The Great Depression adversely hit the world economy during the early 1920s. Check out an interesting summary of the Great Depression timeline & facts.

The Great Depression

Also termed as the Great Slump, the Great Depression was a powerful, global economic recession phase that kick-started in few nations as early as 1928. In the United States, the initiation of this Great Depression stands marked with the massive crash of the stock market on 29 October in 1929. This depression had ruinous effects in both countries - the industrialized as well as those who sold raw materials overseas. As Global trade fell drastically, so did peoples’ income, tax revenues, costs and profits.
All over the world, the economy of cities especially ones majoring in heavy industry were badly affected. Construction was terminated in many nations, whereas rural areas got hit by a significant decline in crop prices by 40 to 60 per cent. Faced with continuously plunging demand coupled with few substitute job options, areas reliant on primary sector industries like agriculture, mining, etc endured the maximum. Majority nations underwent varying degrees of political mayhem, with distressed citizens turning towards nationalist demagogues like Adolf Hitler and Benito Mussolini, thus setting stage for 1939’s World War II.
Great Depression Timeline & Summary
1929 October - The stock market undergoes a massive crash underscoring a tragic termination of the six years of unmatched prosperity in maximum zones of America’s economy.
November - "Any lack of confidence in the economic future or the basic strength of business in the United States is foolish," said President Herbert Hoover, the then US President. 
1930 March – A whooping 3.2 million people or even more lost their jobs, up from 1.5 million recorded prior the "crash" of October, 1929. President Hoover nevertheless remained optimistic.
November - New York City street corners got crowded with apple-sellers. Almost 6,000 individuals were engaged in selling apples for five cents apiece.
1931 January - Texas Congressman Wright Patman levies legislation ordering instant conferment of "bonus" funds to World War I veterans.
February - Food riots start in various pockets of the United States. Grocery shops get looted by people. Hatred towards "foreign" laborers crop up among natives while unemployment rolls. Many are deported.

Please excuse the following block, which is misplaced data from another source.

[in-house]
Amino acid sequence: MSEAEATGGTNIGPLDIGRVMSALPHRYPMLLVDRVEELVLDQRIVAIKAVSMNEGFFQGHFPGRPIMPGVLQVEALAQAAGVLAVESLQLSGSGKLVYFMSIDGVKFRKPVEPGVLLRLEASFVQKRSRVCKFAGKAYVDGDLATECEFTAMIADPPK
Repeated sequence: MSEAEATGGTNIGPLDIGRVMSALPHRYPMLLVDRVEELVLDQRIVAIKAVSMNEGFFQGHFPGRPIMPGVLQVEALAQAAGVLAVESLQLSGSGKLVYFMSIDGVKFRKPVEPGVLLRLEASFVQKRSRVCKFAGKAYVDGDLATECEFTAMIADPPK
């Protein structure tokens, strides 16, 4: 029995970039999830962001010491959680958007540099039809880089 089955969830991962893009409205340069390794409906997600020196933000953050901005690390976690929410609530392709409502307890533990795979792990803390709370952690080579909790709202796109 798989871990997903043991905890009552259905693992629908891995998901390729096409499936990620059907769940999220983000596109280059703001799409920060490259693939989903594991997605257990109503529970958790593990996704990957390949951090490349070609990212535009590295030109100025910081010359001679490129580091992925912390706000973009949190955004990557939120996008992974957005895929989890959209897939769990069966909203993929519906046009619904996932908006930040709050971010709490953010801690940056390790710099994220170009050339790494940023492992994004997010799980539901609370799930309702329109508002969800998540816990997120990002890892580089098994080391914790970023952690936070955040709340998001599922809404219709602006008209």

March – About 3000 jobless workers march on the Ford Motor Company's plant at River Rouge in Michigan. They get attacked by police and Ford's company guards. Four gets killed, others injured.
December - Bank of the United States at New York collapses.
1932 January - Congress sets up the Reconstruction Finance Corporation that is made to lend $2 billion to banks, insurance firms, building and loan associations, agricultural credit organizations and railroads.
April – Over 750,000 New Yorkers listed reliant on city relief, with an added 160,000 on waiting list.
May – Over 300 World War I vets from Portland, Oregon head for Washington D.C. to request Congress to pass the Bonus Bill.
June – Resolute about collecting the "bonus" money for their service, around 15,000 to 25,000 World War I veterans collect and start erecting camps near the White House and the Capitol in Washington, D.C. till their demand got fulfilled.
July – President Hoover allows a $100,000 transportation bill to help the "bonus Army" demonstrators in returning home. When few members refuse to budge from their camps, violence kicks up resulting in the deaths of two veterans. Hoover instructs Federal troops to assist D.C. police in shooing away the veterans. 
July - Reconstruction Finance Corporation is asked to lend money from the national treasury for relief and public works projects.
November - Franklin Delano Roosevelt (FDR) is appointed the new US President.
1933 March – Roosevelt is anointed President in front of a crowd of 100,000 at the Capitol Plaza in Washington, D.C. FDR declares a four-day bank holiday from 6 March. He promises Congress would come up with a plan to rescue the failing banking industry by then. By 9 March, Congress passed the Emergency Banking Act of 1933 and by the month's end, a number of the nation's closed banks begin to operate. On 12 March, FDR requests the nation to help him in "banishing fear."
April - Under the Emergency Banking Act, President Roosevelt instructs the nation to get off the gold standard. The Civilian Conservation Corps (CCC) is set up as a relief and employment project targeting young men between 17 and 27 years of age. It shows reasonable success results.